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Understanding the NSTableView Class
Pages: 1, 2, 3, 4, 5

The Data Formatting Process

Whenever NSTableView displays its tabular data, it sends a [description] message to each data object. This converts the data into a human-readable form that is non-localized and unformatted by default. The converted data is then displayed in the appropriate column subview of NSTableView.



However, if NSTableView is to display its data in a specific format, an NSFormatter object must be assigned to the appropriate column subview. To do so using Interface Builder, first switch to the Text panel of the Cocoa palette, and drag and drop one of two NSFormatter objects from the palette and onto the desired subview (Figure 8). Select the formatter with a dollar symbol to instantiate an NSNumberFormatter. Otherwise, select the one with the calendar symbol to instantiate an NSDateFormatter. Make sure that correct column subview is highlighted before releasing the mouse button and thus binding the formatter to that subview.

Figure 9. Attaching an NSFormatter object in Interface Builder.
Figure 9. Attaching an NSFormatter object in Interface Builder.

Once the appropriate formatter has been attached to the column subview, click to select the subview and choose Show Inspector from the Tools menu. Interface Builder then displays the configuration panel for the attached formatter (Figure 9). Enter the desired format strings into the fields provided by the panel. For more information on how to create a custom format string, consult one of the two Apple references at the end of this article.

Figure 10. Configuring the NSFormatter object in Interface Builder.
Figure 10. Configuring the NSFormatter object in Interface Builder.

More sophisticated data formats can also be implemented by manually subclassing the NSFormatter class and binding the instance of the subclass to the table view widget. This approach provides a degree of control that is not possible with neither NSDateFormatter nor NSNumberFormatter. For instance, a custom formatter can attach an appropriate unit of measure to the formatted data. It can also be used to normalize the data with respect to a specific reference value.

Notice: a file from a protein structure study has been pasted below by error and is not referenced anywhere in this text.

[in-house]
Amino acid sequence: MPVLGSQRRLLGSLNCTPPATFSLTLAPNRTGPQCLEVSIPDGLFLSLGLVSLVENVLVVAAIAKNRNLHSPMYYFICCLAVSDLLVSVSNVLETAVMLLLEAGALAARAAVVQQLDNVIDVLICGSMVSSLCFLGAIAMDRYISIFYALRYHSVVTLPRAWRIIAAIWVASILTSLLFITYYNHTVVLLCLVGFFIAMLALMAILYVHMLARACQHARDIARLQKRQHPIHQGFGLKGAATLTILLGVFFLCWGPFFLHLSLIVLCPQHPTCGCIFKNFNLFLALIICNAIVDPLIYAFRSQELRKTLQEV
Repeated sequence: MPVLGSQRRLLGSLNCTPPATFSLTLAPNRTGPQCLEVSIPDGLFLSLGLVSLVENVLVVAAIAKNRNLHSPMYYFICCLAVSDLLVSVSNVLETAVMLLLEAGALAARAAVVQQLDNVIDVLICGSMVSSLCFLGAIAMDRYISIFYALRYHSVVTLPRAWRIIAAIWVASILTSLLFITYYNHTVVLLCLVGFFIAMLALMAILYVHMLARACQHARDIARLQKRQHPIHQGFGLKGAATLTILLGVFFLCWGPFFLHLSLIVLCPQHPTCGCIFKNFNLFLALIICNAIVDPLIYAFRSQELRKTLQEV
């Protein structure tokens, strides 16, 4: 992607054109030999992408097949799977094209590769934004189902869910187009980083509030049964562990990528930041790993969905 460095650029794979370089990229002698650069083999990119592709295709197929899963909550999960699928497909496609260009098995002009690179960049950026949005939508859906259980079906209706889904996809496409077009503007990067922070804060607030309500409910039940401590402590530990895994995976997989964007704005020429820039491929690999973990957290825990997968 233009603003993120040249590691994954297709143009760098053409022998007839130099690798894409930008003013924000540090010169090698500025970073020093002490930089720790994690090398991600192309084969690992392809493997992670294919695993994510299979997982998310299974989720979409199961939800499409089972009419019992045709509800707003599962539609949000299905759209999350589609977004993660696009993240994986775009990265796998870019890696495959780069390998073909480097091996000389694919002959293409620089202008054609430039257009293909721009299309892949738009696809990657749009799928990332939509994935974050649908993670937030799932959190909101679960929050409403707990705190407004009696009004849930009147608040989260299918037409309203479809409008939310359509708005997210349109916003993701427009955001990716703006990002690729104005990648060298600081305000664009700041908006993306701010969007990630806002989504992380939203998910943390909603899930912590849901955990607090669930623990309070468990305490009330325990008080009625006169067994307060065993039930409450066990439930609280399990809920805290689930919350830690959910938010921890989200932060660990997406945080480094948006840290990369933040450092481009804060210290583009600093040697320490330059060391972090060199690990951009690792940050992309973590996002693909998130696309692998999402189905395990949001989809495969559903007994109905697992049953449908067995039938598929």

To function correctly, the NSFormatter subclass must override the following inherited methods with the appropriate formatting code.

- (NSString *)stringForObjectValue:(id)anObj
Format the data contained in anObj to the appropriate human-readable representation.
Returns the formatted data as an NSString.
- (BOOL)getObjectValue:(id *)anObj forString:(NSString *)aStr errorDescription:(NSString **)anErr
Restore the NSString representation, aStr, back into anObj.
Preferably, the class type of anObj is the same one used in the [stringForObjectValue:] message.

Like the data-source protocol methods, overriding the [getObjectValue:forString:errorDescription:] method is necessary only if the table view is to allow inline editing. Once the formatting code has been implemented, bind the custom formatter object to the appropriate column subview by using the [setFormatter:] message. For example, to bind the formatter object, aFormat, to the column subview, @"myCol", of aTable: